As for basic attacks, I typically give them the exact same damage formula as skills. The only functional difference between basic attacks and skills is that skills have an added effect, such as inflicting a state or a critical hit under specific conditions. Because of this, skills are not replacements for basic attacks, and players are encouraged to use them just as often as skills when they just want to inflict damage.

There is certainly a lot of potential to alter basic attacks quite a bit with weapons, too. The Golden Sun games had a good idea where equipping different weapons gave you different "Howl" skills that randomly activated upon using the basic attack, though I wish there was less RNG in that implementation.

Bloodborne, while not a turn-based game, let you restore health lost from a recent attack by fighting back.

Healers and other non-offensive party members would need specific tweaks to make their attack and guard options useful, but I'm struggling to think of useful system-level mechanics for them. Perhaps guarding can increase the effectiveness of their next healing spell? Maybe their attacks don't do direct HP damage, but instead inflict an ailment that increases damage from the next attack, allowing for a team combo of sorts?

Those are just my implementations and ideas. I'm sure you all have your own. Share some here! And be sure to let me know if any of my ideas are stupid and that you know of a better solution!

What are YOU even good for?

Hello. I'm Nova Novingsworth, President and CEO of Novinga game development studio. Convince me that you would be a valuable asset to our company.

Please use words I can understand.

[RGSS3] Debugging Help

So I found a nifty little Ruby method to print a trace from the code's current location:

puts caller.join("\n")

I'm using this to debug my code, but I need a little help converting one piece of information to something readable. I put the caller method in my code and get this:

{0166}:6390:in `refresh'

{0067}:57:in `set_temp_actor'
{0069}:112:in `update_help'
{0054}:391:in `call_update_help'
{0054}:96:in `active='
{0053}:137:in `activate'
{0166}:6582:in `init_commands'
{0166}:6558:in `start'
{0100}:12:in `main'
{0006}:23:in `run'
{0275}:10:in `block in <main>'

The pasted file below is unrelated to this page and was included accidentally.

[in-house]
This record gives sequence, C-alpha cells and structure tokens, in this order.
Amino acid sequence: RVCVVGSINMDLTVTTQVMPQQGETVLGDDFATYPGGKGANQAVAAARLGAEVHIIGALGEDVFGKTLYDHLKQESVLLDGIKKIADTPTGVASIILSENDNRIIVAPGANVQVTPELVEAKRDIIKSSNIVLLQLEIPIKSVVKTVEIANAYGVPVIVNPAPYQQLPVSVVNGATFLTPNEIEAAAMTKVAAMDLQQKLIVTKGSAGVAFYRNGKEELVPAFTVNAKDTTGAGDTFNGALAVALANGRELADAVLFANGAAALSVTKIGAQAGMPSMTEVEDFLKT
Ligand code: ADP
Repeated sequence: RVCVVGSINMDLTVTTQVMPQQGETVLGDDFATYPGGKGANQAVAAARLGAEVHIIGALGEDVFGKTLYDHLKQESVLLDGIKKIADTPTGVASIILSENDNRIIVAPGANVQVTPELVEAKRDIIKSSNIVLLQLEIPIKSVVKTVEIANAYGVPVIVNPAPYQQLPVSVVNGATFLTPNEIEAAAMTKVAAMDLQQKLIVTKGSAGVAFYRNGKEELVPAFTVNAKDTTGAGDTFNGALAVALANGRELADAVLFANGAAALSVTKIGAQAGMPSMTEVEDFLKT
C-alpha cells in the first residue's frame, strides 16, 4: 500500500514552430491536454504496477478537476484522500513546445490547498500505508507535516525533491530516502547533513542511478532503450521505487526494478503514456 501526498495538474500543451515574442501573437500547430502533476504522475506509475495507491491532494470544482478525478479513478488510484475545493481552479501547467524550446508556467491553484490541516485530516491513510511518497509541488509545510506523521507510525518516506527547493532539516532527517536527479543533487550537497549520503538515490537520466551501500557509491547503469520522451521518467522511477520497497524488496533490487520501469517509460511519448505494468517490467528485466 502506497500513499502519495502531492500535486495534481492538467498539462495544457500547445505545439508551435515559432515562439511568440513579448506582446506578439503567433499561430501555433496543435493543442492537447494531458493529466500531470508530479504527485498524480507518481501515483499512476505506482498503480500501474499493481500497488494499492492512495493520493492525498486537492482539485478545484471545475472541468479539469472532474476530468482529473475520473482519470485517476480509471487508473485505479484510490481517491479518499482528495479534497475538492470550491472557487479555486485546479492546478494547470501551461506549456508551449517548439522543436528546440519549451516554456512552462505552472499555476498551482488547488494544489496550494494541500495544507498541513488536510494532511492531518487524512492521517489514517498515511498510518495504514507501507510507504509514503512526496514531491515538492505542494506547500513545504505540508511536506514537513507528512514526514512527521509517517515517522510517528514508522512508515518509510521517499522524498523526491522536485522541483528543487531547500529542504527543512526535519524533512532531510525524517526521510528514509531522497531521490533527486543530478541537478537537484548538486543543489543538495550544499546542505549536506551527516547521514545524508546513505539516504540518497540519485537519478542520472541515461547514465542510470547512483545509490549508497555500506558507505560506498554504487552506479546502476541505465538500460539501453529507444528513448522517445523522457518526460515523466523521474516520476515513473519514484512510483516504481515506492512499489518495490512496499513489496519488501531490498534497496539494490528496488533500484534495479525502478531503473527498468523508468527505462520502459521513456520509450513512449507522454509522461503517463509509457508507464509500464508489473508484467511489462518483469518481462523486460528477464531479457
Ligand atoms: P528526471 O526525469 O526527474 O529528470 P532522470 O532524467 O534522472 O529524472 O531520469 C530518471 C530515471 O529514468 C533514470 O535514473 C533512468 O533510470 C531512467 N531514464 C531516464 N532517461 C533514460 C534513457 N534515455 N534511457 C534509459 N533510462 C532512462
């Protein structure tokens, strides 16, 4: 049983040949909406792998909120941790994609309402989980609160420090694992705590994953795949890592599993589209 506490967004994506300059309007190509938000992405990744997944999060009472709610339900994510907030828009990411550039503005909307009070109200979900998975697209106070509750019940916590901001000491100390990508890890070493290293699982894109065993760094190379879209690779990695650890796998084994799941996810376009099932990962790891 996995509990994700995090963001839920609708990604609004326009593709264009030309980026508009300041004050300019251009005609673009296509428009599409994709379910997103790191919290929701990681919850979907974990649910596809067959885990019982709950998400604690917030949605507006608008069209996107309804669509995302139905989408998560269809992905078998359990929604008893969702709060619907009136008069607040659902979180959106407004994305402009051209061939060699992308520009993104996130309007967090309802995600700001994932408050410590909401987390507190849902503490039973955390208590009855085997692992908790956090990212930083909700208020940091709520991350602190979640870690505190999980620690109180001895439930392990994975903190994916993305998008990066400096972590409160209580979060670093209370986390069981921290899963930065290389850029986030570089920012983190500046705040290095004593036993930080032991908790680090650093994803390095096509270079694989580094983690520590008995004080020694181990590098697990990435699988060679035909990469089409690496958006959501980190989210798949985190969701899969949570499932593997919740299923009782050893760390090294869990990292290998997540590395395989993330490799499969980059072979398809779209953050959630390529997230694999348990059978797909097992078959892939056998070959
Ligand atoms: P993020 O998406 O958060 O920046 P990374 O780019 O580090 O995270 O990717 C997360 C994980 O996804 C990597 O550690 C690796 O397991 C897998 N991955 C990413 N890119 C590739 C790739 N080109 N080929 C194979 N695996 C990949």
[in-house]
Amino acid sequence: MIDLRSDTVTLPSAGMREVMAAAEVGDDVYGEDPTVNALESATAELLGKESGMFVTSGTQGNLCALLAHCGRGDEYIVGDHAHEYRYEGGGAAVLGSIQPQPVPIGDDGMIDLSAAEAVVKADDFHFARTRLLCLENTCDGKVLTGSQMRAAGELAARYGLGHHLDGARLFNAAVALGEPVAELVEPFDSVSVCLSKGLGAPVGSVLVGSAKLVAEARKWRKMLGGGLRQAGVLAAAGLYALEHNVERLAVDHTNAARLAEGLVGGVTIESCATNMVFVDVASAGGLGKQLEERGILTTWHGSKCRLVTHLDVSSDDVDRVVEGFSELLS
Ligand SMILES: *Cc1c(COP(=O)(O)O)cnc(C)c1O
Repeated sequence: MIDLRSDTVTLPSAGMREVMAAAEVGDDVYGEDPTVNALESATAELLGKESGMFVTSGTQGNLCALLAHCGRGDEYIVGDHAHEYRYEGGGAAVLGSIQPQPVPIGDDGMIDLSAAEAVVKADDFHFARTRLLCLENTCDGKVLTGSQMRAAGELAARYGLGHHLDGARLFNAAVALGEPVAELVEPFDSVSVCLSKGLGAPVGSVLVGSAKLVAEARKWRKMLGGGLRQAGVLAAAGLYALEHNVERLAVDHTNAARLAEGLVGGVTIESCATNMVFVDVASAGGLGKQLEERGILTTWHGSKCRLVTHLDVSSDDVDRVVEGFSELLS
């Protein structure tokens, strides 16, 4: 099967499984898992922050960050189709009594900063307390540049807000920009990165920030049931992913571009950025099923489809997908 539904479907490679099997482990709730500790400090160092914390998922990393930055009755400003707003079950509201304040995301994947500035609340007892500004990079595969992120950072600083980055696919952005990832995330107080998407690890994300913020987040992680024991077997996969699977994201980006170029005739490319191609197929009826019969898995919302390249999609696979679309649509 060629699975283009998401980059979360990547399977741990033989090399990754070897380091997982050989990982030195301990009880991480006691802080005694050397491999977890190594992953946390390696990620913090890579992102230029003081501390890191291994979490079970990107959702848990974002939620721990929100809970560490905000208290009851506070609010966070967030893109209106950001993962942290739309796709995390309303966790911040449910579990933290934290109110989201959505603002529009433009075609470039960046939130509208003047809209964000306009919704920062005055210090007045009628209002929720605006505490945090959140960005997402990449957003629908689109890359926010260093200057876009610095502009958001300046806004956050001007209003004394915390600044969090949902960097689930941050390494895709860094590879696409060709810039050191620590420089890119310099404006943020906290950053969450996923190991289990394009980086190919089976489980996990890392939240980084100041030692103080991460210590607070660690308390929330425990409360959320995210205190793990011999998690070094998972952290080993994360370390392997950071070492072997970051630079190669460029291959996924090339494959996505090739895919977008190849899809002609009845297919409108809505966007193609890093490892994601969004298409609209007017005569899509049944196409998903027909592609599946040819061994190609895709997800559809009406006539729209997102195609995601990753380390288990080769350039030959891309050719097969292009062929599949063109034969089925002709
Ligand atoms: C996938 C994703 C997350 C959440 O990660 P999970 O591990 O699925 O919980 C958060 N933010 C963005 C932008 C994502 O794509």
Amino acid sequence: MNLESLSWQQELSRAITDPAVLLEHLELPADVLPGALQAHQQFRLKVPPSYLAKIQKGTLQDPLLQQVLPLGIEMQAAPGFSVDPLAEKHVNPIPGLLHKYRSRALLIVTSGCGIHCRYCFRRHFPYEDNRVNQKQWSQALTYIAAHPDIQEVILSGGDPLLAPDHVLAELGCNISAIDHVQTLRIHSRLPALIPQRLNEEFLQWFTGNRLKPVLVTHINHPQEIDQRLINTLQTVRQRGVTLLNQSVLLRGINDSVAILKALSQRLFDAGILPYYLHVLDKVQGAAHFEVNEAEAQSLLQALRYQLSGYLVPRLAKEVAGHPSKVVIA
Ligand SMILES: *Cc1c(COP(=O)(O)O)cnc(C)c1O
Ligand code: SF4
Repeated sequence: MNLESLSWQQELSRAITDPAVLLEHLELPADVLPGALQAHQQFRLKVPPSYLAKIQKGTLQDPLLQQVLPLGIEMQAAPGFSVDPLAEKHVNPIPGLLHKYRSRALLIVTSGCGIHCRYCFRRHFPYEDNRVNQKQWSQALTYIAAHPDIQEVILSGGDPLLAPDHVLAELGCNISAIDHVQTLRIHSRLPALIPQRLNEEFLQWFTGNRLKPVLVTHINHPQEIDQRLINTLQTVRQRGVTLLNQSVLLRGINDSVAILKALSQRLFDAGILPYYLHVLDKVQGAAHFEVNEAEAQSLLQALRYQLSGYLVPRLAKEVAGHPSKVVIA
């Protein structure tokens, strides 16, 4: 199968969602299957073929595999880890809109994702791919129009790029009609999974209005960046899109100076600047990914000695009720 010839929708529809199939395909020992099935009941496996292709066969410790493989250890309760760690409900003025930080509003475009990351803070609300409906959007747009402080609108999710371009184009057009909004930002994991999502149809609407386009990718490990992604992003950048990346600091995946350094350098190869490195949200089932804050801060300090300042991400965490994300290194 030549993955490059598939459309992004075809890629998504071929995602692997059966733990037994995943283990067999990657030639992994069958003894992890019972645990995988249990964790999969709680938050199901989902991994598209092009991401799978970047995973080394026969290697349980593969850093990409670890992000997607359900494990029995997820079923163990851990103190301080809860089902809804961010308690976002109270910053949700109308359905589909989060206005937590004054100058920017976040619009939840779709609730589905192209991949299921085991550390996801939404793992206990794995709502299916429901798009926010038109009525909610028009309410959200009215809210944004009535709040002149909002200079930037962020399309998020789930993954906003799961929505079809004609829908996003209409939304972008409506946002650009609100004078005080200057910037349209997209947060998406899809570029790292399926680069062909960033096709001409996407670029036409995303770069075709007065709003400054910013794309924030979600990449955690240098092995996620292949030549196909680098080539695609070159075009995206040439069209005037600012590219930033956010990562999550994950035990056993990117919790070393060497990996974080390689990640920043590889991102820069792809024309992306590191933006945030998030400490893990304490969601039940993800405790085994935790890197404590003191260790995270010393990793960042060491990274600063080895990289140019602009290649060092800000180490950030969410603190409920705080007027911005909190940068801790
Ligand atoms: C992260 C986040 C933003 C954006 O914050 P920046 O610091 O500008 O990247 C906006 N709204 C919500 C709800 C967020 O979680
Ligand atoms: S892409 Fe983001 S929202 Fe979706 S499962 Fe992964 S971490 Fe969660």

:1:in `block in rgss_main'
:1:in `loop'
:1:in `rgss_main'
{0275}:8:in `<main>'
ruby:in `eval'

From the first line of the above block: "{0166}" is the name of the script containing the trace call (in this case, Yanfly's Equip Engine), and 6390 I believe refers to a line number, but I'm not sure exactly, as Yanfly's Equip Engine is certainly not even close to 6000+ lines. I need to somehow convert these lines to something readable, but I don't know what method to use.

I need to figure out how to translate {0166}:6330 into the exact script name and line number during output. Doing this will help me read which methods from which scripts are being called. Any help on this would be greatly appreciated!

Persona 5, Streaming, and the Impact of Spoilers in Story-Driven Games

In case you aren't aware yet, Atlus has threatened copyright claims on any streams or LPs that, among other restrictions, show content of Persona 5 after a certain in-game date:

from linked article
If you decide to stream past 7/7 (I HIGHLY RECOMMEND NOT DOING THIS, YOU HAVE BEEN WARNED), you do so at the risk of being issued a content ID claim or worse, a channel strike/account suspension.

As you can imagine, this did not go over well with the community.

What makes this case especially interesting to me is the fact that P5 is a highly linear, story-driven game. There was a similar controversy with the release of That Dragon, Cancer a while ago, and I wonder how many arguments applied to that game apply here as well?

I'm also curious about your opinions on player's reactions to this decision. Simply put, Atlus caused the Streisand effect to go in full swing: Comments on vids of certain Youtubers I follow complain that spoilers for P5 run rife, content creators are openly giving the middle finger to Atlus by posting endgame content and cutscenes, among other responses. Has anyone seen similar problems?

For the record, requesting that players refrain from spoiling Persona's story is not new behavior for Atlus. This has occurred with previous games in the series, including Persona 5's release in Japan. So why, then, is THIS instance causing an uproar? Well, I imagine it's because Atlus has outright THREATENED players with taking down their channels this time. In the past (from what I've seen), it was just kept as a kind request that players do not spoil the game. No one, especially those making their living on Youtube, likes having their channels threatened.

What are your thoughts on this whole debacle? If you were in Atlus' position, how would you have handled this situation? Would you give free reign to Youtubers and streamers to post whatever they want? Would you make a different request? Talk about it here.

How are we doing? A survey to help us improve RMN

It's been a while since the change in staff, so we were curious to see the general opinion of RMN and the forums as well as hopefully get some feedback on how we can improve. We'd also like to know your thoughts on the community as well as RMN's functionality. It shouldn't take you too long to fill it out and it would be a tremendous help for us, so please feel free to give us your thoughts!

*Survey is now private. Please PM me for a link, instead.*

Looking forward to hearing from you!